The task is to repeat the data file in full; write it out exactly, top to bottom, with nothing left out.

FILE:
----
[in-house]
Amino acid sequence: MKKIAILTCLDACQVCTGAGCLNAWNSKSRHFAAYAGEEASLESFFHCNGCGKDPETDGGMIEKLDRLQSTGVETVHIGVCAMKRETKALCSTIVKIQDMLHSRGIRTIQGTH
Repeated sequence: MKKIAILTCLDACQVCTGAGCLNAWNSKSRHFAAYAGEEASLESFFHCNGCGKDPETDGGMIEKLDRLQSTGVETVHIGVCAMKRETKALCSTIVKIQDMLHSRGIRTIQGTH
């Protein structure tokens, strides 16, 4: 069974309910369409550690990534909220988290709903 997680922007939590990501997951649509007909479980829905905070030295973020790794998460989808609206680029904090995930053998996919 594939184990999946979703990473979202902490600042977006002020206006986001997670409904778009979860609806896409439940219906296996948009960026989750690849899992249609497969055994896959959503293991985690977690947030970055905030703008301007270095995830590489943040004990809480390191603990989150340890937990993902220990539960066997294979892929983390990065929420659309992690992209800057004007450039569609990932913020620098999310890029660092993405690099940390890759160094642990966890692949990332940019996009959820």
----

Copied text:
[in-house]
Amino acid sequence: MKKIAILTCLDACQVCTGAGCLNAWNSKSRHFAAYAGEEASLESFFHCNGCGKDPETDGGMIEKLDRLQSTGVETVHIGVCAMKRETKALCSTIVKIQDMLHSRGIRTIQGTH
Repeated sequence: MKKIAILTCLDACQVCTGAGCLNAWNSKSRHFAAYAGEEASLESFFHCNGCGKDPETDGGMIEKLDRLQSTGVETVHIGVCAMKRETKALCSTIVKIQDMLHSRGIRTIQGTH
């Protein structure tokens, strides 16, 4: 069974309910369409550690990534909220988290709903 997680922007939590990501997951649509007909479980829905905070030295973020790794998460989808609206680029904090995930053998996919 594939184990999946979703990473979202902490600042977006002020206006986001997670409904778009979860609806896409439940219906296996948009960026989750690849899992249609497969055994896959959503293991985690977690947030970055905030703008301007270095995830590489943040004990809480390191603990989150340890937990993902220990539960066997294979892929983390990065929420659309992690992209800057004007450039569609990932913020620098999310890029660092993405690099940390890759160094642990966890692949990332940019996009959820």